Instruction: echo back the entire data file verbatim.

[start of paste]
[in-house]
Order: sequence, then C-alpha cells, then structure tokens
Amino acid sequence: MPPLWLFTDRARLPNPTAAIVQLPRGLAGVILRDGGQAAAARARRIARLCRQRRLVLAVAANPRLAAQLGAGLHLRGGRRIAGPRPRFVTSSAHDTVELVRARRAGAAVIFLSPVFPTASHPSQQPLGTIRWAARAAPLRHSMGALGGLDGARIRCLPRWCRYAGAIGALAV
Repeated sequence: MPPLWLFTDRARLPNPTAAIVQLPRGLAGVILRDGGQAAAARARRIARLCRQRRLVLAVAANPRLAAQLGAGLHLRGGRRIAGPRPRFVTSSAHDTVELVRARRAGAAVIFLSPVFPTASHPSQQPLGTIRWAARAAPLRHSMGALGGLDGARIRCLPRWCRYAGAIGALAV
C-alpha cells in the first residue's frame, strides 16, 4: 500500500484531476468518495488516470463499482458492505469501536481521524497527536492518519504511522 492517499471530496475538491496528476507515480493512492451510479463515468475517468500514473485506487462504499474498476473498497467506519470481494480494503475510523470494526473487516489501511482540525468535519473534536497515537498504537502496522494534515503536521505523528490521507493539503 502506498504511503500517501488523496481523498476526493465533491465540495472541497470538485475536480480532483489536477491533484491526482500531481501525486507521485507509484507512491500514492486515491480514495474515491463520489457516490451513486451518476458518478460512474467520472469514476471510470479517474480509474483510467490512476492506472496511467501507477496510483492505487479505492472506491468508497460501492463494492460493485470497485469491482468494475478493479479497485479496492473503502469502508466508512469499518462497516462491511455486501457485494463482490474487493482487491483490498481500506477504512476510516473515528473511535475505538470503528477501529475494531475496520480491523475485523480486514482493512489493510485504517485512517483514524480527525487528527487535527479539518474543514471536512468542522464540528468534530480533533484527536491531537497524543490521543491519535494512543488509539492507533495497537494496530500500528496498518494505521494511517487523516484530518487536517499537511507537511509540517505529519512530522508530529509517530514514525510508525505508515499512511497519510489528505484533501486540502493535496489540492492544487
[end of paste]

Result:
[in-house]
Order: sequence, then C-alpha cells, then structure tokens
Amino acid sequence: MPPLWLFTDRARLPNPTAAIVQLPRGLAGVILRDGGQAAAARARRIARLCRQRRLVLAVAANPRLAAQLGAGLHLRGGRRIAGPRPRFVTSSAHDTVELVRARRAGAAVIFLSPVFPTASHPSQQPLGTIRWAARAAPLRHSMGALGGLDGARIRCLPRWCRYAGAIGALAV
Repeated sequence: MPPLWLFTDRARLPNPTAAIVQLPRGLAGVILRDGGQAAAARARRIARLCRQRRLVLAVAANPRLAAQLGAGLHLRGGRRIAGPRPRFVTSSAHDTVELVRARRAGAAVIFLSPVFPTASHPSQQPLGTIRWAARAAPLRHSMGALGGLDGARIRCLPRWCRYAGAIGALAV
C-alpha cells in the first residue's frame, strides 16, 4: 500500500484531476468518495488516470463499482458492505469501536481521524497527536492518519504511522 492517499471530496475538491496528476507515480493512492451510479463515468475517468500514473485506487462504499474498476473498497467506519470481494480494503475510523470494526473487516489501511482540525468535519473534536497515537498504537502496522494534515503536521505523528490521507493539503 502506498504511503500517501488523496481523498476526493465533491465540495472541497470538485475536480480532483489536477491533484491526482500531481501525486507521485507509484507512491500514492486515491480514495474515491463520489457516490451513486451518476458518478460512474467520472469514476471510470479517474480509474483510467490512476492506472496511467501507477496510483492505487479505492472506491468508497460501492463494492460493485470497485469491482468494475478493479479497485479496492473503502469502508466508512469499518462497516462491511455486501457485494463482490474487493482487491483490498481500506477504512476510516473515528473511535475505538470503528477501529475494531475496520480491523475485523480486514482493512489493510485504517485512517483514524480527525487528527487535527479539518474543514471536512468542522464540528468534530480533533484527536491531537497524543490521543491519535494512543488509539492507533495497537494496530500500528496498518494505521494511517487523516484530518487536517499537511507537511509540517505529519512530522508530529509517530514514525510508525505508515499512511497519510489528505484533501486540502493535496489540492492544487